Feasibility Study Phase
After developing cost estimates, the team must perform a financial analysis for each
alternative. In general, GSA's financial analysis requires a pro forma and a 30-year
present value analysis for each alternative (e.g., The Automated Prospectus System,
or TAPS, analysis) and an Asset Business Plan (ABP) for each affected GSA property.
The Planning Call outlines the specific analyses needed to satisfy the Capital Program.
Meaningful analysis requires sound inputs. For various projects, these may include
market appraisals of GSA assets, agency rent computations, defined TIs, and market
surveys of appropriate sites and acquisition costs. Generally, the Feasibility Study
contractor (or GSA staff, with the assistance of appropriate professionals) should
develop the cost inputs for each alternative.
Analyze project and technical requirements.
Define Scope of Customer Needs:
The Feasibility Study uses
Compare each alternative's ability to meet customer needs. These requirements
knowledge of existing
may be defined in U.S. Courts' Any Court model, Local Portfolio Plans (LPPs),
conditions to frame future
Border Wizard simulation model, or a macro-level program of requirements.
requirements and budgets.
Describe Tenant's Move/Lease Actions:
The size and shape of the
windows, presence of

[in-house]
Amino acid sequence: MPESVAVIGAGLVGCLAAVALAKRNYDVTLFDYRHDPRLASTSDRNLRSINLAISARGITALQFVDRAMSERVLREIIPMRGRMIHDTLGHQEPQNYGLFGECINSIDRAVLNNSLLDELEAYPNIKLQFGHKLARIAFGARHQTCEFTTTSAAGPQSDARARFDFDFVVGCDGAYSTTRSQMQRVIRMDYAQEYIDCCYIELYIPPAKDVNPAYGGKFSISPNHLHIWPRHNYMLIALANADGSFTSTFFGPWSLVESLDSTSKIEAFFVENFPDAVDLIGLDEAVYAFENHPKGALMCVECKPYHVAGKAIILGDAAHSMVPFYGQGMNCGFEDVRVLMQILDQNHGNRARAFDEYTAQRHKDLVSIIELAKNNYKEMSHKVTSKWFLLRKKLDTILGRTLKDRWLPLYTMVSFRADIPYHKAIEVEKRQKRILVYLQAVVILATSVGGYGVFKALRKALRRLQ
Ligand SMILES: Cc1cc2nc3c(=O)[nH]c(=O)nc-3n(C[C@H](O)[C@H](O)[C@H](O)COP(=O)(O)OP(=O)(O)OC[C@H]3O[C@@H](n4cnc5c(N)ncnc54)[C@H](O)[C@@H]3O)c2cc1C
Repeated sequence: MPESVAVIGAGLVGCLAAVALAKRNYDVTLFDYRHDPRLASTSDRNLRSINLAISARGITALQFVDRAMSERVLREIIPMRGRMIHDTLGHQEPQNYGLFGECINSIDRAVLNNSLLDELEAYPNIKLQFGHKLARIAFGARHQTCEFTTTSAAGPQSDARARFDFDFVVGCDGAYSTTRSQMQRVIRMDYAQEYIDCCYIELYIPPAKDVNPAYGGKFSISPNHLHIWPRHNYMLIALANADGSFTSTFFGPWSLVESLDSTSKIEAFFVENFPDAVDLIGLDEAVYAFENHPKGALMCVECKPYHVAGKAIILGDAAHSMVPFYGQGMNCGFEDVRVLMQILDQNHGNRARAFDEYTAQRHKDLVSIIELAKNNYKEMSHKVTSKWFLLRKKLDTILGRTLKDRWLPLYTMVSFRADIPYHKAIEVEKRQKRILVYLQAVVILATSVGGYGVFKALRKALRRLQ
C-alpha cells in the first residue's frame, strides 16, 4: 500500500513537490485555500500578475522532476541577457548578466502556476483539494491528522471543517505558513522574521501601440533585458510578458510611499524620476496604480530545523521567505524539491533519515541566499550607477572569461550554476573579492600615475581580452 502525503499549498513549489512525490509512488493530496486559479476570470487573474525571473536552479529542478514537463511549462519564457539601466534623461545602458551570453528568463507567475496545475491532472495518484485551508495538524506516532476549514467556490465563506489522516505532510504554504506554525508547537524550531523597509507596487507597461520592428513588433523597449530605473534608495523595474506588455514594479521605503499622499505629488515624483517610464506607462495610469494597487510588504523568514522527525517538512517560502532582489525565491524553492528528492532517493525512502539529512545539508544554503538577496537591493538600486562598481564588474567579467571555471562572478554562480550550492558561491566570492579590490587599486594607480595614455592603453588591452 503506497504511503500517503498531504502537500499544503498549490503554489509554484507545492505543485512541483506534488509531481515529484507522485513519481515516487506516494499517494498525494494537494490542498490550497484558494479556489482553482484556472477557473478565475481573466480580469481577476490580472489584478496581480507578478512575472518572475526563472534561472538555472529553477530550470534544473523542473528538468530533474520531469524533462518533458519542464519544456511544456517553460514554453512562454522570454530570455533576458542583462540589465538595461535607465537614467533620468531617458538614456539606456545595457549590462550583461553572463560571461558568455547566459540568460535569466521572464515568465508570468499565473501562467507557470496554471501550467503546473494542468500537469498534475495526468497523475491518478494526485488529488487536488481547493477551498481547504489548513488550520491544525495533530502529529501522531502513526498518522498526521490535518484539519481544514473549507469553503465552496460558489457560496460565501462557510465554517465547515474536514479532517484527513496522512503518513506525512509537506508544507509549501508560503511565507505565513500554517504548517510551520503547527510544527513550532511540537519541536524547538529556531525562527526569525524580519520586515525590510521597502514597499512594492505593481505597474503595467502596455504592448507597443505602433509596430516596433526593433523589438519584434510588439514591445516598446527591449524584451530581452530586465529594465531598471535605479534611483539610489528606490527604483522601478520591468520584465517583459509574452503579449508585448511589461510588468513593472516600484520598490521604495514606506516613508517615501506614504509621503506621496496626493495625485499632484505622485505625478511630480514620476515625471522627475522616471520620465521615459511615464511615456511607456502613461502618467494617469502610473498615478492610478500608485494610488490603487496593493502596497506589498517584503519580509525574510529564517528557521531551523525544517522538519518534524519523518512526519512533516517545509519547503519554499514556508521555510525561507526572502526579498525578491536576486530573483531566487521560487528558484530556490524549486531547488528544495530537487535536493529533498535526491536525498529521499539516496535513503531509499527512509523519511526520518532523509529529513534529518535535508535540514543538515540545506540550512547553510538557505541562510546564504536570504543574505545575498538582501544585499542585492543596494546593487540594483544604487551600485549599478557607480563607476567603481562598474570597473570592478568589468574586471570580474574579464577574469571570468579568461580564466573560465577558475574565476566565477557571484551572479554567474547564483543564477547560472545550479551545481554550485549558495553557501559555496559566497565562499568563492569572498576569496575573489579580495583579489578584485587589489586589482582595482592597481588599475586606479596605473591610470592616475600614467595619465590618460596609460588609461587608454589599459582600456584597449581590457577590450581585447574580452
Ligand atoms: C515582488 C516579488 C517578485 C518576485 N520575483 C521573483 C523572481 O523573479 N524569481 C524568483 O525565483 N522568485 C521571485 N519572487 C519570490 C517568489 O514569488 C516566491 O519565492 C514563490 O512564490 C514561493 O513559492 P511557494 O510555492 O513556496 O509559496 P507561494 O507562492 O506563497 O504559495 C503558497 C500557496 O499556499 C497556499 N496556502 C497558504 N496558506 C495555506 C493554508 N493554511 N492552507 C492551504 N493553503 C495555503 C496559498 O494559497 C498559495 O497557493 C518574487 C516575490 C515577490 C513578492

Provide an analysis of project-related move costs and impacts on the customer
radiators, location of stand-
agency's operation as a result of the temporary relocation of tenants,
pipes and potential location
leasing of swing space, phased moves within a building, and final move-ins.
of the dropped ceiling reflect
Assess Site Issues:
a working knowledge of
Analyze both new construction and renovation alternatives. Consider the
current conditions and inform
the assumptions used to
impact that siting would have on the project. Considerations include
develop cost estimates in
customer needs, local market conditions, and community impacts, as well as
the Feasibility Study.
compliance with the National Environmental Policy Act (NEPA), GSA's
Location Policy (such as E.O. 12072 and E.O. 13006), and other regulations.
For a new construction project, refer to the Site Selection Guide. Remember
Be ready to provide copies
that the selection of the delineated area impacts the following factors:
of reports, information, and
The potential relationship of the project to the local community.
customer agency contacts
The potential to support other local and federal planning initiatives.
to your contractor.
The cost of site acquisition.
The cost of construction, based on the site's characteristics.